“Budgets have been stretched to the breaking point. Food is the most fungible portion of anyone’s budget. You have to pay rent, utilities, child care, you have to pay for gas to get to work. We are seeing families turning to us when their budget can’t stretch any further and they are having to sacrifice what they are spending on food. The landscape of hunger and food scarcity continues to climb. We have also seen rapidly rising rents for many families,” Hamler-Fugitt said. “During the pandemic, the U.S. Census Bureau conducted the Household Pulse Survey where they studied households around the U.S. with the tradeoffs they were making with job losses, disruptions, and scarcity. Late last year we started to see need leveling off after 3 stimulus payments that had been made and the expansion of the child tax credit. At the end of December those advance, monthly tax credit payments ended and families with children ran out of money. The most recent poll survey found that 1 in 10 Ohio households did not have enough to eat in the previous 7 days in their household. That is scary. And 1.8 million children in the state of Ohio rely on free and reduced-price meals at schools. In the summer, only about 200,000 of those children will be able to access a replacement, maybe a lunch instead of both breakfast and lunch in school. The demand skyrockets on our system in the summer and we are at a time when we are seeing record low inventories.
“The first line defense against hunger is the Supplemental Nutrition Assistance Program, many people know as the food stamp program. SNAP has benefitted from the maximum allotment during the pandemic and due to the end of the public health emergency we are going to see a huge drop for 700,000 SNAP households with 1.5 million Ohioans. They will see on average their monthly SNAP benefit decline $80 per person per month at a time when food costs are going up. The poorest of the poor are going to be without those school meal programs. We are anticipating a long, hot summer of need.”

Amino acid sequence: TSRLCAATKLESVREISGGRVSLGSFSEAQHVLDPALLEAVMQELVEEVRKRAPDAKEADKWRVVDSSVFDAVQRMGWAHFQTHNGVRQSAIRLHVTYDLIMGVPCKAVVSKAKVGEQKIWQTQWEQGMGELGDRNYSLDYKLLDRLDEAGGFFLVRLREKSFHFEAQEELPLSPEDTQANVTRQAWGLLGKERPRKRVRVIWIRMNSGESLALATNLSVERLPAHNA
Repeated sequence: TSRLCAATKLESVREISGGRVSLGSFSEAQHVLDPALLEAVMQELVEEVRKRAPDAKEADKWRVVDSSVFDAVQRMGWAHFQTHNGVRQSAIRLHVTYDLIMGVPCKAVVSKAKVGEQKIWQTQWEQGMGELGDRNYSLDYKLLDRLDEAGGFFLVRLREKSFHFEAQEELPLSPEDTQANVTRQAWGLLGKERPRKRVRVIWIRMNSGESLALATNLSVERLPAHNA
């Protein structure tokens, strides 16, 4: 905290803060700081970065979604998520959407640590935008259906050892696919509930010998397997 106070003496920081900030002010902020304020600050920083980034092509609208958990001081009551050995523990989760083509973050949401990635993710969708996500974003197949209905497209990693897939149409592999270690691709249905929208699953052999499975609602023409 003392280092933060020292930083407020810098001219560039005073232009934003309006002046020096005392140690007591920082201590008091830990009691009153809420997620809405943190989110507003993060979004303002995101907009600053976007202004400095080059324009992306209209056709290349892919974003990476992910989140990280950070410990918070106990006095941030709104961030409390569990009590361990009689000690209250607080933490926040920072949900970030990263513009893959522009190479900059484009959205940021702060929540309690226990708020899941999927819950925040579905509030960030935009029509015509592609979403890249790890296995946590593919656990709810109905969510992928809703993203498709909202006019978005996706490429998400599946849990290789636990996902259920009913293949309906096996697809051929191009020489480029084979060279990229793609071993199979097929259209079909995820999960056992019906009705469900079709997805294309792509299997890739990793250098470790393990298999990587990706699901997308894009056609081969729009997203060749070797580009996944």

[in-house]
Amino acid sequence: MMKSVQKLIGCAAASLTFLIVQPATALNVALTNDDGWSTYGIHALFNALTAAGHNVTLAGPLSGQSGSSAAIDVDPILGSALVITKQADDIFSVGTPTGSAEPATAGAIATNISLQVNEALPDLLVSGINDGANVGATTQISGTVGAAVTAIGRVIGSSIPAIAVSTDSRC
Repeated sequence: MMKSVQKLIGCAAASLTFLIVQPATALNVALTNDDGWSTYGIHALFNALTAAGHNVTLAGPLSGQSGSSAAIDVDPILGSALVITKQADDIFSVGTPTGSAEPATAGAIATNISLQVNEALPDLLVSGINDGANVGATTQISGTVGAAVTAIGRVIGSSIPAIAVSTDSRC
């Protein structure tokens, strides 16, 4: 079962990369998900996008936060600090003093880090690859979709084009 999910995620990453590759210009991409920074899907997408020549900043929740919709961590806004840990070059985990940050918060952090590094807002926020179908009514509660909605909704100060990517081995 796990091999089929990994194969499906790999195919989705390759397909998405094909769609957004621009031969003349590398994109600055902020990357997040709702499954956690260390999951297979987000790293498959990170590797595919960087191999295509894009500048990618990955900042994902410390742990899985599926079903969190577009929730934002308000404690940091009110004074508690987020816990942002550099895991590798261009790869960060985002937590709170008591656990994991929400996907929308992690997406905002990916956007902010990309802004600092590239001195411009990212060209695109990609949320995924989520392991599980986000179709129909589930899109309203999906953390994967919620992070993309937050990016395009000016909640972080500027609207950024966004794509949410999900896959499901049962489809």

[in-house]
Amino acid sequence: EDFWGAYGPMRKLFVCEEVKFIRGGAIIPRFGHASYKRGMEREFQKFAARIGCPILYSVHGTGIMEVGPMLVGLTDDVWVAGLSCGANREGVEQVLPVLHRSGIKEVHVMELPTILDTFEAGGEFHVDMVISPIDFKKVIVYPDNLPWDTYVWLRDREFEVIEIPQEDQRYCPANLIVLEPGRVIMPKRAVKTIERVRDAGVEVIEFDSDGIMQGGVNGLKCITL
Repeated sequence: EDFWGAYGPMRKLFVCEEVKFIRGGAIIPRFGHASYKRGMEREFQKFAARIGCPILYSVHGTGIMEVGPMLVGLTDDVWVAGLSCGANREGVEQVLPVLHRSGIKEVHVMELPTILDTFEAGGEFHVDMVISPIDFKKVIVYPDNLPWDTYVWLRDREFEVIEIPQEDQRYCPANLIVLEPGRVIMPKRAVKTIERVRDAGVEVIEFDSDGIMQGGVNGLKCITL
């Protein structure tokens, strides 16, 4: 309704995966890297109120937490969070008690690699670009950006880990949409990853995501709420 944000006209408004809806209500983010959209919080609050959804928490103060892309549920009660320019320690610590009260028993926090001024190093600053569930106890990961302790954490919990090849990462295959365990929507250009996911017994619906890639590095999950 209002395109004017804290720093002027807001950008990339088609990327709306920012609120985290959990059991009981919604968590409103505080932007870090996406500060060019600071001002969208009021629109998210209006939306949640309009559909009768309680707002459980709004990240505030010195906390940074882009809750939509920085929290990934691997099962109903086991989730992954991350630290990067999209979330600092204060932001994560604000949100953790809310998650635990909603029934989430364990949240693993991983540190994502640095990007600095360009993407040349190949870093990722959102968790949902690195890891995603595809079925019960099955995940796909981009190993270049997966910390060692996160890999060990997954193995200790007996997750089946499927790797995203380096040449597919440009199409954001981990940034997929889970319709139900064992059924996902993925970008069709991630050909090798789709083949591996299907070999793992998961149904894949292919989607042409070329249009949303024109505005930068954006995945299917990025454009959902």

While the situation is serious, Ohio does have some food advantages, in part due to a robust, and generous, agricultural sector.
“We are very fortunate in Ohio. We developed the Ohio Agricultural Clearance Program more than 20 years ago. It was supported at the time by Gov. George Voinovich and every governor since that time. It is funded through the Ohio General Assembly through the Ohio Department of Job and Family Services. It allows us to work with a core group of about 50 farmers, growers, and commodity producers to clear their surplus or unmarketable ag products, including fruits and vegetables. I call them the cosmetically challenged fruits and vegetables — less than grade A. Then we moved into the protein area maybe 15 years ago,” Hamler-Fugitt said. “We can take these dollars and pay a portion of the farmer’s picking, packing, processing, or production cost to go ahead and harvest those fruits and vegetables that have no market value. Then they are packed up and shipped directly to our food banks. Last year that provided over 35 million pounds of some of the most wholesome food we had available. It is generally fresher than what you could even find in the grocery store. Farmers have always been a part of the partnership that helps us address food insecurity. Farmers grow food to feed people and they do not want to see food wasted. The government provides the funding, we work with the producers and we’re feeding our hungry friends and neighbors. It is a real win-win-win.”
Hamler-Fugitt is pushing for expansion of the Ohio Agricultural Clearance Program to help meet more future food need in Ohio.
“Every year we have had that program we have run out of money before we ran out of food being offered. We’d like to expand the program as well to new and emerging farmers,” she said. “We would like to move it from a market clearing program to an actual purchase program. That would require additional appropriations. We are always looking for new suppliers who have some surplus we could direct to a local food pantry or soup kitchen.”
For more, visit ohiofoodbanks.org or email firstname.lastname@example.org.